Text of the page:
The one thing you'd expect to see at an event with 'Mobile' in the name is smartphones, and there were indeed a number of remarkable new models to be admired at MWC. Of particular note were the new folding phones. The Samsung Galaxy Fold and the Huawei Mate X both feature displays that fold open into a small tablet-like format. The Mate X also features a 5G modem, and of course all are Galileo-ready.
Since 2016, when the first Galileo-enabled smartphone was launched, more and more manufacturers have been choosing to include Galileo-capable GNSS receivers in their premium handsets, in order to provide users with better accuracy and availability, especially in difficult environments.
The success of Galileo in terms of its uptake by smartphone manufacturers is something the GSA likes to talk about, and there could be no better place to do so than at MWC 2019. A range of Galileo-enabled mobile devices were on display in the GSA's exhibition space, highlighting European GNSS's increasing presence in smartphones. At last count, there were about 80 smartphone models equipped with Galileo, and all of that is thanks to the work of the GSA, which has made downstream market uptake a priority.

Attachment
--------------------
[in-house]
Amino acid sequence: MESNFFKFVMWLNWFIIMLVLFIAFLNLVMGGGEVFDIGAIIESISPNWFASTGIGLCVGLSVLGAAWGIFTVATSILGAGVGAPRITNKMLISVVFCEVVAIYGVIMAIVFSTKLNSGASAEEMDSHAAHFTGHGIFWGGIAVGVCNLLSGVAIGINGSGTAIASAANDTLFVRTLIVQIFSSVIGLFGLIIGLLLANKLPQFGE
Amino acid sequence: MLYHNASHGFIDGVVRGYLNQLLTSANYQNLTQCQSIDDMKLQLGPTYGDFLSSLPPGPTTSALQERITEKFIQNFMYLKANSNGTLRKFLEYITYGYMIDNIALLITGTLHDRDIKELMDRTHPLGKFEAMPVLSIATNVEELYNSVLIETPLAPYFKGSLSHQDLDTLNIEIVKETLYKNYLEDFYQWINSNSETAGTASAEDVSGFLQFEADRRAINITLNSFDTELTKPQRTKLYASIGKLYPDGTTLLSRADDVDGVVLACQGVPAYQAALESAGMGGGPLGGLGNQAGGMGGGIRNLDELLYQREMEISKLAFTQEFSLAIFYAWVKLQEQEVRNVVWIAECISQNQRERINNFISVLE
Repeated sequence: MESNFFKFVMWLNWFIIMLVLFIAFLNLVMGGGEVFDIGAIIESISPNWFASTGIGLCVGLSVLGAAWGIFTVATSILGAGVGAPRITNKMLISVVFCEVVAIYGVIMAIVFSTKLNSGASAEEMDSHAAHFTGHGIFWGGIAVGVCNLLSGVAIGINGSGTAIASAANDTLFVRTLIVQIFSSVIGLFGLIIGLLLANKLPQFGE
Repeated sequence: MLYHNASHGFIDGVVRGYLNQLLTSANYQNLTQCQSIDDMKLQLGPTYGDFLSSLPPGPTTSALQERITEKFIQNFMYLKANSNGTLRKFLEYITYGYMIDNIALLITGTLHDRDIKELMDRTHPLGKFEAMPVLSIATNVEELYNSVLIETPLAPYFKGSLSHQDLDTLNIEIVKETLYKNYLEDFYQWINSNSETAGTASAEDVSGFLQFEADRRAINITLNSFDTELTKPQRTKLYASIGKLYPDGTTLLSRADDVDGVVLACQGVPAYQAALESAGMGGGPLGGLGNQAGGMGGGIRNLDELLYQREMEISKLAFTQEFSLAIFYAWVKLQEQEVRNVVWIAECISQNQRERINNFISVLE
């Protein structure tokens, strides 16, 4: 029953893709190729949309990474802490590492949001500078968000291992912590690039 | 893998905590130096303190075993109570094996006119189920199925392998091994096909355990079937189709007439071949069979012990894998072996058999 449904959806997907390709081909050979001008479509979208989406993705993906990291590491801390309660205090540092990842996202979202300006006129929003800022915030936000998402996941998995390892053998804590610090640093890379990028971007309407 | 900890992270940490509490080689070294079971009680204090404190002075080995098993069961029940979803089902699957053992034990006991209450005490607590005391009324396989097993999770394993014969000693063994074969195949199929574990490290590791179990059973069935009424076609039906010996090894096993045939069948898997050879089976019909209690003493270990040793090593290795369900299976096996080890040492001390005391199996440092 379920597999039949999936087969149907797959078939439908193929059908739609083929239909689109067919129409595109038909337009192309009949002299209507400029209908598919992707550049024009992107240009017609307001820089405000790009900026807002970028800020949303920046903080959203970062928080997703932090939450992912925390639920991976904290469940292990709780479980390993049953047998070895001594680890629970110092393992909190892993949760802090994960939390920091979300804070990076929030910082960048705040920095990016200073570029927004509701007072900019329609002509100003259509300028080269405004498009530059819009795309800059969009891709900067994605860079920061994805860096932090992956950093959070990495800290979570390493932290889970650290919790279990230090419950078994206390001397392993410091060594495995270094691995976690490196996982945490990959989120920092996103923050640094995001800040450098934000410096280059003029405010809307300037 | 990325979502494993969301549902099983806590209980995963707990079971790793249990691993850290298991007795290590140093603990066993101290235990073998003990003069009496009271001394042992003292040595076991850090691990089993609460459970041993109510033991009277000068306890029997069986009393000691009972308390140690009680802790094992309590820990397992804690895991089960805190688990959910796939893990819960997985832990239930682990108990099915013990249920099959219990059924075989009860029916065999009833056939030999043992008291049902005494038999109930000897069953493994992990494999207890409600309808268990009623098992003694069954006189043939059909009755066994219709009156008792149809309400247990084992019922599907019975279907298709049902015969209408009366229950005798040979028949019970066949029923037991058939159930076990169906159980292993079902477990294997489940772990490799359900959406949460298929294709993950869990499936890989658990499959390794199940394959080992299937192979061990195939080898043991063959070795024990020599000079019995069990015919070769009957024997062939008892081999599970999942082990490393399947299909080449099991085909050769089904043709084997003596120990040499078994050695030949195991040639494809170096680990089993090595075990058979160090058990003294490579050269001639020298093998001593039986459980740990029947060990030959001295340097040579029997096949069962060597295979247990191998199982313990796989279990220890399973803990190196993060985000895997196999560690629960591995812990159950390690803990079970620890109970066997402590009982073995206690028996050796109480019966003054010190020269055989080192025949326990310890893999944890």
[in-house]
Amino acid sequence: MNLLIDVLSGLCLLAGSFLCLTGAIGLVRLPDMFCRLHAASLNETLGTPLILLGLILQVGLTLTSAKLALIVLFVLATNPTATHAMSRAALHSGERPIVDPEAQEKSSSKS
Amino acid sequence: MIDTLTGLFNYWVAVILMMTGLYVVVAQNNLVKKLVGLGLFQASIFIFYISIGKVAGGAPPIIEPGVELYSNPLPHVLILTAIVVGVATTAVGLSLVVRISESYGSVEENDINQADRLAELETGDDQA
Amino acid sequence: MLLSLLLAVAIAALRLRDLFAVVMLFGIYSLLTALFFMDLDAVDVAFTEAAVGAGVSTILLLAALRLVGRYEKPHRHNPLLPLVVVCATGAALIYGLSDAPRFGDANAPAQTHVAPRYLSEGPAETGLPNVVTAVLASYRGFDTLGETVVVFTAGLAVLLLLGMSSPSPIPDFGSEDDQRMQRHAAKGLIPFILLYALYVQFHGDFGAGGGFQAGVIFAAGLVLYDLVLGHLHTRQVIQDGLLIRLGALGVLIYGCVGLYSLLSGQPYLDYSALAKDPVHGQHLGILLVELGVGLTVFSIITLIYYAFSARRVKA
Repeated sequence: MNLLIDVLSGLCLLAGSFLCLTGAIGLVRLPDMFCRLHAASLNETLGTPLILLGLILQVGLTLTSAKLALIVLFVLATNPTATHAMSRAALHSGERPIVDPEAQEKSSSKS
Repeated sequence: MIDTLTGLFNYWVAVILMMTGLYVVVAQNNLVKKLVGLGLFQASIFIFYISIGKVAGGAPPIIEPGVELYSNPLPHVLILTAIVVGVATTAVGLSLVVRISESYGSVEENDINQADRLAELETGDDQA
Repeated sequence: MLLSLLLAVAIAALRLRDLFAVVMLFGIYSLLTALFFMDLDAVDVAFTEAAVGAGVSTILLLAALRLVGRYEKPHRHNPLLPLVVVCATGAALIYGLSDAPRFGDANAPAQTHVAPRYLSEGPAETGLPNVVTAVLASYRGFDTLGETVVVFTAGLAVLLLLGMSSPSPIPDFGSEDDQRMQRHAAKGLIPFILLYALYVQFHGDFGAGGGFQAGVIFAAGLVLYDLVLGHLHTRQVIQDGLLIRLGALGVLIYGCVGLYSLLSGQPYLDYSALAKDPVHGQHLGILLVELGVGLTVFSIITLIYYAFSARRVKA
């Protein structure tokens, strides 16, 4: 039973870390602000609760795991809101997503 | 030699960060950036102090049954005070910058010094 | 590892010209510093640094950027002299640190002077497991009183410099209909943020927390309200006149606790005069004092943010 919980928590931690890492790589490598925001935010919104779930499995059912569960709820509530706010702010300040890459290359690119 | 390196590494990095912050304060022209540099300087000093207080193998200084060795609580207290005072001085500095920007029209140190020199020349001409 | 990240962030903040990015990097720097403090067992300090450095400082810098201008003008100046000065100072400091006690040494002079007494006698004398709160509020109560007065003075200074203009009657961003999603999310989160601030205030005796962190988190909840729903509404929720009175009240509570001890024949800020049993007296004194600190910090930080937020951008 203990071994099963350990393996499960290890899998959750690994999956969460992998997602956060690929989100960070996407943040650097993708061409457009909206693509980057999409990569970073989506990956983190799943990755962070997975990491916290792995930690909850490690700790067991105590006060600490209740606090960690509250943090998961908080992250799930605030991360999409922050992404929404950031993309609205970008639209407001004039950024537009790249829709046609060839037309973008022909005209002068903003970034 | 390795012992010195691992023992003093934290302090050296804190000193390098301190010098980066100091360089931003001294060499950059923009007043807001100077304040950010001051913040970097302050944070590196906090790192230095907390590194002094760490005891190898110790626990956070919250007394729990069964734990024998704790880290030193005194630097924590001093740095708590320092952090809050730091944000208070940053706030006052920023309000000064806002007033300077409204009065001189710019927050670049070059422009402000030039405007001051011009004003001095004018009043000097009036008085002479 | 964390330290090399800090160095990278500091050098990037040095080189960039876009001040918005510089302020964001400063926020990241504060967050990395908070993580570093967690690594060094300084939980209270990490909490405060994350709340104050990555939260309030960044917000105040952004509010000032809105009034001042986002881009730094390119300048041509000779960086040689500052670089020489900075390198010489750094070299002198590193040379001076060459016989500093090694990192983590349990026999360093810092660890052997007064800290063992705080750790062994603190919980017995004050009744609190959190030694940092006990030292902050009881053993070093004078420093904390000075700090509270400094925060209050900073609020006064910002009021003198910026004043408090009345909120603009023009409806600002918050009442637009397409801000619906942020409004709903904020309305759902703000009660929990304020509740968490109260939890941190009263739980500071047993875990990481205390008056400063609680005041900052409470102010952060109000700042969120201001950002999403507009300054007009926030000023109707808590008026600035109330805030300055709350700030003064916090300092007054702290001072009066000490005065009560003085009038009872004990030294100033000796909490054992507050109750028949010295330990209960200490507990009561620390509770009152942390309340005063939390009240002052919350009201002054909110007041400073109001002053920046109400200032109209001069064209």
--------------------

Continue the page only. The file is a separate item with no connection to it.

Also getting noticed at MWC 2019 were two recent dual-frequency GNSS models from Chinese manufacturer Xiaomi, the Mi8 and the top-of-the-line Mi9. Traditionally, mobile, location-based applications have been powered by single-frequency GNSS receivers operating under stringent battery-power and footprint constraints. With a dual-frequency chipset, these devices now benefit from better accuracy, ionosphere error cancellation, improved tracking and better multipath resistance.
Dual-frequency GNSS chipsets are of course also appearing in the automotive sector. With connected cars and autonomous vehicles soon to hit the roads, there is a clear need for accurate and reliable positioning information. And in case anyone missed it, Galileo is now the world's leading provider of dual-frequency GNSS, with more operational dual-frequency satellites in orbit than any other global system.
The GSA's Market Development Officer in charge of LBS Justyna Redelkievicz said, "We're seeing the new smartphones, the autonomous cars, drones and robotics – it's all here and it all needs location. At the GSA, we believe accuracy matters and we are here to say it, loud and clear. We are happy with how things are going with Galileo. It's going very well, it's growing, we have more users, and it's dual!"
Plainly, vehicle positioning and navigation remain key areas of innovation for GNSS technologies. In parallel, the GSA has been working hard to get these same technologies into people's hands. Based on what attendees could see at MWC 2019, this effort would seem to be paying off.